Tuesday, November 1, 2011
It might as well be spring
The call can come at any time of the year, even in the dead of winter.
"You ought to see my garden today. It's the prettiest it's ever been." I can't tell you how many times I've answered the phone to hear these words from Margaret Moseley. Margaret is 95, and every day she's out in her garden, inspecting the trees, shrubs and perennials she's planted over the last 40 plus years.
Last Friday, she called, as she does every autumn around the end of October. "You've got to see these sasanquas," she said.
While Camellia japonica is the star of Margaret's winter garden, it's her collection of the species Camellia sasanqua that makes her fall garden look like spring.
Named varieties like 'Cleopatra', 'Cotton Candy', 'Jean May', 'Mine-No-Yuki' ( a.k.a.'Snow', 'White Doves'), 'Pink Snow', 'Setsugekka', 'Sparkling Burgundy' and 'Pink Icicle' (actually a hybrid, but in bloom now) add mostly white and pastel color throughout the garden. The 'Pink Snow' planted along the driveway looks like a fountain of pink, with branches laden with flowers cascading down from a 20 foot tall shrub. Next to it, 'Sparkling Burgundy', though not yet in bloom the other day, must have had thousands of buds on the enormous plant.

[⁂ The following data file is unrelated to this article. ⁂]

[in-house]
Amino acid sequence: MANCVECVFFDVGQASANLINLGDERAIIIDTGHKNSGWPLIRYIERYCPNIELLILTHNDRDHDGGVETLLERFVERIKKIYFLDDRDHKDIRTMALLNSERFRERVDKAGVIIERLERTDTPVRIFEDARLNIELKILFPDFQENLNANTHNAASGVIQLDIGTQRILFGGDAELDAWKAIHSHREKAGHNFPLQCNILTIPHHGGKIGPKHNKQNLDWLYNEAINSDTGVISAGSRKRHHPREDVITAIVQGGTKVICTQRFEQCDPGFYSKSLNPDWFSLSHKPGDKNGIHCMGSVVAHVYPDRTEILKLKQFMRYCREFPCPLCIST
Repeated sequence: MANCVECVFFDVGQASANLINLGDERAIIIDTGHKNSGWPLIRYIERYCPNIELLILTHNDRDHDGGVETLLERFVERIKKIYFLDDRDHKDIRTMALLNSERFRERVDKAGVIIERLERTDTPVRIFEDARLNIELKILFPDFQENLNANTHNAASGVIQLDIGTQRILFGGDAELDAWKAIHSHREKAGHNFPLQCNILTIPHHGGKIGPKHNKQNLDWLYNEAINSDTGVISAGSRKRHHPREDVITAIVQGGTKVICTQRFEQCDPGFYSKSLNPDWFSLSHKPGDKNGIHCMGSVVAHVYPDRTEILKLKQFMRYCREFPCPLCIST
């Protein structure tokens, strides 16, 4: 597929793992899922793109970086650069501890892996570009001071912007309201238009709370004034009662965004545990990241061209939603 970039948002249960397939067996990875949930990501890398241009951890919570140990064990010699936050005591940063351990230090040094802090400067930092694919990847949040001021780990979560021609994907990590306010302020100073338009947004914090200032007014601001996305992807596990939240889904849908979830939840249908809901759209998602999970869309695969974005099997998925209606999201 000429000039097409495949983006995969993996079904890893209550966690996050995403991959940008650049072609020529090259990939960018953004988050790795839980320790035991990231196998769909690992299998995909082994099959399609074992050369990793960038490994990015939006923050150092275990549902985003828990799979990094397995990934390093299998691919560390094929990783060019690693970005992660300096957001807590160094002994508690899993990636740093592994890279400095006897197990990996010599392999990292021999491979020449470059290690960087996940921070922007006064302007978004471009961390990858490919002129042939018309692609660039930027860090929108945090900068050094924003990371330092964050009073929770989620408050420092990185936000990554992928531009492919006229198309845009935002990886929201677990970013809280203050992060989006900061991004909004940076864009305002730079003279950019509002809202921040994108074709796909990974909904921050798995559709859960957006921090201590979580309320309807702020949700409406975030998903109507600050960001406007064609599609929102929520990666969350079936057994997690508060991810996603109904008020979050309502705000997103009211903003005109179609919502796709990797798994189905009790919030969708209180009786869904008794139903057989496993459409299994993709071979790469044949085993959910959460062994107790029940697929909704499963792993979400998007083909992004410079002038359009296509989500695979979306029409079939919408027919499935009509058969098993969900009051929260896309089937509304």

Pictured above is 'Martha's Dream', which is planted next to the house, something Margaret warns against with sasanquas. "We had to cut half of it down last year," she said. "I was just sick. But I should never have planted it here where it didn't have enough room."
From the looks of it, and the number of buds and flowers, 'Martha's Dream' never suffered a bit. I could see on this visit that I will have to return in a week or so. There'll be even more flowers that make you think of peonies and roses and spring.